Rep. Rashida Tlaib (D-Mich.) called Monday for the end of policing and incarceration, claiming law enforcement systems are so broken they "can't be reformed."
Tlaib's comments came one day after Daunte Wright, a black man from Minnesota, was shot and killed during an encounter with police officers, triggering immediate protests in Brooklyn Center, a small town not far from Minneapolis.
Law enforcement claimed the officer who killed Wright did so accidentally, mistakenly discharging her firearm when she meant draw her Taser.
A vigil for Daunte Wright. (Nathan Howard/Getty Images)
In response, Tlaib declared Wright's death was no accident — but the outcome of a corrupt and racist law enforcement system.
"It wasn't an accident," Tlaib said. "Policing in our country is inherently & intentionally racist. Daunte Wright was met with aggression & violence."
"I am done with those who condone government funded murder. No more policing, incarceration, and militarization. It can't be reformed," she added.
Tlaib also "retweeted" Rep. Ayanna Pressley (D-Mass.), who declared policing a "public health crisis."
"Policing is a public health crisis. Mass incarceration is a public health crisis. Housing injustice is a public health crisis. Medical apartheid is a public health crisis. Racism is a public health crisis," Pressley said.
What is the background?
After the death of George Floyd last May, activists began loudly demanding that police departments be defunded, while others called for the abolition of police departments altogether.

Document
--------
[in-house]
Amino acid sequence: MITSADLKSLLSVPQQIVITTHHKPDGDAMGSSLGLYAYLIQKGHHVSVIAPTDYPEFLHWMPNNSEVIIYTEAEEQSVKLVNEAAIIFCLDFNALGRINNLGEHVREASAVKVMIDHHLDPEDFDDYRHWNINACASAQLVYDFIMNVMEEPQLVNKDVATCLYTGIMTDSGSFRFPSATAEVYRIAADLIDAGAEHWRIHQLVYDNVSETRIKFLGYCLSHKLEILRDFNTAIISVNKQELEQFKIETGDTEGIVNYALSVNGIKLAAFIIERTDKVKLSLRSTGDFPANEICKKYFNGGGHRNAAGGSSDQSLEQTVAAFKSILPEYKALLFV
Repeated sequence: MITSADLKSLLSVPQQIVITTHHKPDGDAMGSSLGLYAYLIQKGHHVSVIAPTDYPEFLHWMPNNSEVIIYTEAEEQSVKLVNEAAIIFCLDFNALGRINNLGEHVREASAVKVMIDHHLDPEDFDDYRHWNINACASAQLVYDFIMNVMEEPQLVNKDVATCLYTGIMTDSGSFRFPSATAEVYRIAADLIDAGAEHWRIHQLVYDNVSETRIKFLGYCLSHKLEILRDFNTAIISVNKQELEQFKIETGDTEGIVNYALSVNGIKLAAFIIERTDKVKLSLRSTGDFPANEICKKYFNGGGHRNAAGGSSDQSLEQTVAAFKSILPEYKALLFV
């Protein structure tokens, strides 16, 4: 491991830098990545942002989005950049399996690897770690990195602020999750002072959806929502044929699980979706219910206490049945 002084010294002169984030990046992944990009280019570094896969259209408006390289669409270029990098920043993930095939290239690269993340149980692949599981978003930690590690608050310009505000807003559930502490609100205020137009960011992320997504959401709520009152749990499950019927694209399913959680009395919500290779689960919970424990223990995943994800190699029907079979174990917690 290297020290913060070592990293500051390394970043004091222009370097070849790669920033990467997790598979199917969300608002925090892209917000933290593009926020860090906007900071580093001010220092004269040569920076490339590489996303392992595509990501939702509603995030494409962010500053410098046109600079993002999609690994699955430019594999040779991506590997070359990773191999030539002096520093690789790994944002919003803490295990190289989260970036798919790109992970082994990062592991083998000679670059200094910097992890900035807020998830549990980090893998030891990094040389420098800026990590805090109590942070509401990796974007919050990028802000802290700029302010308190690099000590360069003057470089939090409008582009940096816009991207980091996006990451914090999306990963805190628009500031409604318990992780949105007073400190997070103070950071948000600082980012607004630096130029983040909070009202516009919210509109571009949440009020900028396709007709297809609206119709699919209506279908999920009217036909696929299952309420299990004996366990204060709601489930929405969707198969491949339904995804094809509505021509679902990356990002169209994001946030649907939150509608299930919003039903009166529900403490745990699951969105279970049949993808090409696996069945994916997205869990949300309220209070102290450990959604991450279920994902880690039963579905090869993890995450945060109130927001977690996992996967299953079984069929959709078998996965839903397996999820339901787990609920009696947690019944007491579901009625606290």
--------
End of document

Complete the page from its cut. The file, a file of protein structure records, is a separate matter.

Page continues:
However, those efforts ultimately failed.
The Minneapolis City Council, for example, promised to replace the police department with an alternative, community-based law enforcement system. But when violent crime rose there — as it did in 63 of the 66 largest police jurisdictions in the U.S. last year — city leaders were forced to beef up their policing systems.
In fact, the Minneapolis City Council approved in February $6.4 million in additional funding for the city's police department to hire dozens of new police officers.
Meanwhile, moderate Democrats believe rhetoric like Tlaib's not only caused Democrats to nearly lose their majority in the House in 2020, but believe such rhetoric spells electoral disaster in future elections.
"We have to commit to not saying the words 'defund the police' ever again," Rep. Abigail Spanberger (D-Va.) said after the election. "If we run this race again we will get f***ing torn apart again in 2022."